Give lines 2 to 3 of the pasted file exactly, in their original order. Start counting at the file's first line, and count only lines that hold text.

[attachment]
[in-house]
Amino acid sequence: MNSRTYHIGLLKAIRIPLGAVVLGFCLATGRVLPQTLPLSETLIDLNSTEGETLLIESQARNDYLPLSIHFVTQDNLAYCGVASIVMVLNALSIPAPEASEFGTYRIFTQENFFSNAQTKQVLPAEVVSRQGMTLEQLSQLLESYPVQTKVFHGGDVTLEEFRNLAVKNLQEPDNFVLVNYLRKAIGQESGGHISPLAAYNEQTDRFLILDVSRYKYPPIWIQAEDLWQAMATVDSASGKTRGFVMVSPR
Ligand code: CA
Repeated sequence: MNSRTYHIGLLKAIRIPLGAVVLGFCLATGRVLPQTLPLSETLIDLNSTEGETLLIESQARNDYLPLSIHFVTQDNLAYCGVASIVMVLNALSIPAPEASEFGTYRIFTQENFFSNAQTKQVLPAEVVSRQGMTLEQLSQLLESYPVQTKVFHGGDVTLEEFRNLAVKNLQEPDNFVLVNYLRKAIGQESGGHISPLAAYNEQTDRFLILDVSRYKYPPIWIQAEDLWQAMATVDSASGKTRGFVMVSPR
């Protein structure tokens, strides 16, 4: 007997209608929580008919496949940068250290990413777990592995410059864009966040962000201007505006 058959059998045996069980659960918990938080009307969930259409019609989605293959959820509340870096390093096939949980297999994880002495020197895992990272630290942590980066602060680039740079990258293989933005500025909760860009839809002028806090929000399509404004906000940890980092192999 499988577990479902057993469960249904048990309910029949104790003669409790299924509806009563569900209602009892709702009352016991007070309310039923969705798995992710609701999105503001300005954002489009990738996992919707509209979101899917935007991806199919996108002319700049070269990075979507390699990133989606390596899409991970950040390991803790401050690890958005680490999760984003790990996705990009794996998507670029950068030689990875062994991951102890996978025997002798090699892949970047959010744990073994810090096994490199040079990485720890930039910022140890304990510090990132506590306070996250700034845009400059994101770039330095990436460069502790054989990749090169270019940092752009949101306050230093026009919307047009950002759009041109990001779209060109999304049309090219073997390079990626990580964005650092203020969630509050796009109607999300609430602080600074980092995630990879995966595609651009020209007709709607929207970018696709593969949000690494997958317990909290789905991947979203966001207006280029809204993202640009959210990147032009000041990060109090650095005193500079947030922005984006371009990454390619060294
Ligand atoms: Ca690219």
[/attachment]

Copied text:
Amino acid sequence: MNSRTYHIGLLKAIRIPLGAVVLGFCLATGRVLPQTLPLSETLIDLNSTEGETLLIESQARNDYLPLSIHFVTQDNLAYCGVASIVMVLNALSIPAPEASEFGTYRIFTQENFFSNAQTKQVLPAEVVSRQGMTLEQLSQLLESYPVQTKVFHGGDVTLEEFRNLAVKNLQEPDNFVLVNYLRKAIGQESGGHISPLAAYNEQTDRFLILDVSRYKYPPIWIQAEDLWQAMATVDSASGKTRGFVMVSPR
Ligand code: CA